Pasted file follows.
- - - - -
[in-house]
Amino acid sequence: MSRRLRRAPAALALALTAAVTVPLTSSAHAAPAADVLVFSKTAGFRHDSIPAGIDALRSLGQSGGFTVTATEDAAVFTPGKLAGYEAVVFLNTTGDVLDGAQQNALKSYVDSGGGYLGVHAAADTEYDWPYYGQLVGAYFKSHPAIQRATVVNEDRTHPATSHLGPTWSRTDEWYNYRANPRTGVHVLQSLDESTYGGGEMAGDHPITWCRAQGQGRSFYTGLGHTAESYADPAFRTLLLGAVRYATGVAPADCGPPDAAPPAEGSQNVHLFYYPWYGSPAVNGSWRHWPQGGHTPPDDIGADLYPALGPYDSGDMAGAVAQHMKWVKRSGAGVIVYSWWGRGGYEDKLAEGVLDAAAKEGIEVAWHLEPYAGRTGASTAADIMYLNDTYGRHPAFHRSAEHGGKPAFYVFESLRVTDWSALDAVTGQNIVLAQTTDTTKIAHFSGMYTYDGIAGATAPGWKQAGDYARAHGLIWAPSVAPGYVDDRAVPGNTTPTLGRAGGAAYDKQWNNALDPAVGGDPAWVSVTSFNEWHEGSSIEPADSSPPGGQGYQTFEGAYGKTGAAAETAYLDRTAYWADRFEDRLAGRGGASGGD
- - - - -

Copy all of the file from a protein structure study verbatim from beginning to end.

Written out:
[in-house]
Amino acid sequence: MSRRLRRAPAALALALTAAVTVPLTSSAHAAPAADVLVFSKTAGFRHDSIPAGIDALRSLGQSGGFTVTATEDAAVFTPGKLAGYEAVVFLNTTGDVLDGAQQNALKSYVDSGGGYLGVHAAADTEYDWPYYGQLVGAYFKSHPAIQRATVVNEDRTHPATSHLGPTWSRTDEWYNYRANPRTGVHVLQSLDESTYGGGEMAGDHPITWCRAQGQGRSFYTGLGHTAESYADPAFRTLLLGAVRYATGVAPADCGPPDAAPPAEGSQNVHLFYYPWYGSPAVNGSWRHWPQGGHTPPDDIGADLYPALGPYDSGDMAGAVAQHMKWVKRSGAGVIVYSWWGRGGYEDKLAEGVLDAAAKEGIEVAWHLEPYAGRTGASTAADIMYLNDTYGRHPAFHRSAEHGGKPAFYVFESLRVTDWSALDAVTGQNIVLAQTTDTTKIAHFSGMYTYDGIAGATAPGWKQAGDYARAHGLIWAPSVAPGYVDDRAVPGNTTPTLGRAGGAAYDKQWNNALDPAVGGDPAWVSVTSFNEWHEGSSIEPADSSPPGGQGYQTFEGAYGKTGAAAETAYLDRTAYWADRFEDRLAGRGGASGGD